Underrated Rods, Part I
The hot rod movement started when teenagers and young adults took cast-off cars, "souped-up" or replaced their engines with stronger mills and trimmed off unnecessary weight. It was a hobby that was long on ingenuity and short of required cash. Of course that was then and this is now.
Today, nearly 60 years after hot rods got their first toe-hold on the American psyche, things are different. Those teenagers and young adults have grown older and wealthier, as have many who were slightly younger but aspired to own the same hot cars. With the growing affluence of the hot rod community, hot rods themselves have grown far more sophisticated -- and far more expensive. So where is the wannabe hot rodder who is not particularly bucks-up going to turn these days? Well, it's certainly not to the '55 Chevies, '32 Ford coupes or '65 4-4-2's. No, the popularity of those cars has priced them out of the reach of many, but, happily, there are alternatives out there.
Richard Lentinello of Hemmings Rods & Performance has identified several vehicles that can become the basis of worthwhile hot rods, while at the same time not putting an incredible crimp in your pocketbook. Hemmings Rods & Performance is a new publication from the same people who offer Hemmings Motor News, the Bible of the collector car hobby, and Special Interest Automobiles, a slick magazine that features interesting autos from the 1920s to the 1980s. When it comes to old cars Lentinello certainly knows whereof he speaks, and his staff's picks combine value, availability, performance potential and just plain fun.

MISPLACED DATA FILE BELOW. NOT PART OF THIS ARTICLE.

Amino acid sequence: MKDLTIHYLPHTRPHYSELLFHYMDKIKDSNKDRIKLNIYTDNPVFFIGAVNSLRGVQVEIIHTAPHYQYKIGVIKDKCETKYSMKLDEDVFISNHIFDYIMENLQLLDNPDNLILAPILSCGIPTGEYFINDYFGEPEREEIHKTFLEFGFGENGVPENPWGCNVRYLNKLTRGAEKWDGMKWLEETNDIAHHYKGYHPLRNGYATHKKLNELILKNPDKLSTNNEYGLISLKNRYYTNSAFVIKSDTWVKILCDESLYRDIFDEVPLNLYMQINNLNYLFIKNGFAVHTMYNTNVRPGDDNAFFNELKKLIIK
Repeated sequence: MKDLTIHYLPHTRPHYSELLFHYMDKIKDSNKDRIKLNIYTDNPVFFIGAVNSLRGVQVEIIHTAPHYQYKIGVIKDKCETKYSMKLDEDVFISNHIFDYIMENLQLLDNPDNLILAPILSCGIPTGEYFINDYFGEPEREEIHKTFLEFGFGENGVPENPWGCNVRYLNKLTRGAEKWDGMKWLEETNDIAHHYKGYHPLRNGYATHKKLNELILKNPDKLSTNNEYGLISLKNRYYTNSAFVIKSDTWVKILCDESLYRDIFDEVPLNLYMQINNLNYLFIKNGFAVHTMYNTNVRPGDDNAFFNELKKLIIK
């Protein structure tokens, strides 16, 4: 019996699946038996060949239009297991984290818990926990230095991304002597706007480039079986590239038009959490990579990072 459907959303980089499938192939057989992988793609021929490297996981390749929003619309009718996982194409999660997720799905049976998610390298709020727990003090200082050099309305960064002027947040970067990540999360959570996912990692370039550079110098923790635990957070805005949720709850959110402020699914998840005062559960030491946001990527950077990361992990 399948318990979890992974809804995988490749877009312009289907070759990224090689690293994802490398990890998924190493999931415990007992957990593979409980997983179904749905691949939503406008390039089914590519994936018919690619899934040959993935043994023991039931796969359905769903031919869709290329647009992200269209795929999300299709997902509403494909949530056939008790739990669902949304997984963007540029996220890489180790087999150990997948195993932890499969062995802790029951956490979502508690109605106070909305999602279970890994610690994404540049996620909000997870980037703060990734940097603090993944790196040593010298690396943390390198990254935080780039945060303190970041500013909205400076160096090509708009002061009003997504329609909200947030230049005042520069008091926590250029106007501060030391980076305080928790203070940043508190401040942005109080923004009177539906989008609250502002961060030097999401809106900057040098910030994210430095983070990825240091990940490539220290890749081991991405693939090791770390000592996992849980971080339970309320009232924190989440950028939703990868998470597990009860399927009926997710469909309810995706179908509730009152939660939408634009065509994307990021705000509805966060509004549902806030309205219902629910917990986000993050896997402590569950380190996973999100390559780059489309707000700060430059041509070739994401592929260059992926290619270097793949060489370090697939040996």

So here, without further ado, are a couple sleepers that might find a happy place in the corner of your garage:
1934 Plymouth PE Business Coupe
With '32 Ford prices reaching the stratosphere, the '34 Plymouth Business Coupe is an excellent option for those wanting to build a hot rod with the same classic looks. The '34 Plymouth features an upright grille, louvered hood, low-profile roof and what the staff of Hemmings Rods & Performance called "near-perfect proportions." In hot rod show fields crowded with Fords, the Plymouth could become a real standout. And there is no shortage of appropriate engines available since Chrysler is now offering over-the-counter 360-cubic-inch V-8s with 300 horsepower not to mention the legendary 465-horsepower 426 Hemi. Better still, Lentinello advises, drop in a V-10 and watch the small block crowd run for cover. Average Price: $6,000.
1956 Mercury Montclair 2-Door Hardtop
If you love Detroit's irresistible styling of the mid-Fifties but don't have the disposable income to purchase a '55 Chevy, this handsomely styled two-door hardtop from Mercury makes a great alternative. With its wrap-around windshield, hooded headlights and aggressive stance, the Montclair shares many similarities with the mid-50's Chevrolet, but the bonus is, you won't see scores of them at every car meet. And because many of the Montclairs were originally equipped with a 312-cubic-inch, 210-horsepower V-8, the chassis can easily accommodate a tweaked Ford 351 Cleveland or another Ford V-8 for some real tire-smoking excitement. Since more than 50,000 '56 Montclairs were built, finding a decent example is relatively easy. Average Price: $7,000.
Editor's Note: Part II of this article will be available on Driving Today next week.
Hemmings Rods & Performance includes in-depth parts reviews focusing on the pros and cons of particular components' construction, theoretical articles explaining the functions and designs of individual engine and driveline components, and different engine build-ups, complete with dyno results, costs, and insights from the engine builders themselves.
Cleveland-based Luigi Fraschini has owned a number of hot special interest cars including a 1965 Oldsmobile 4-4-2 and a 1968 Pontiac Firebird convertible.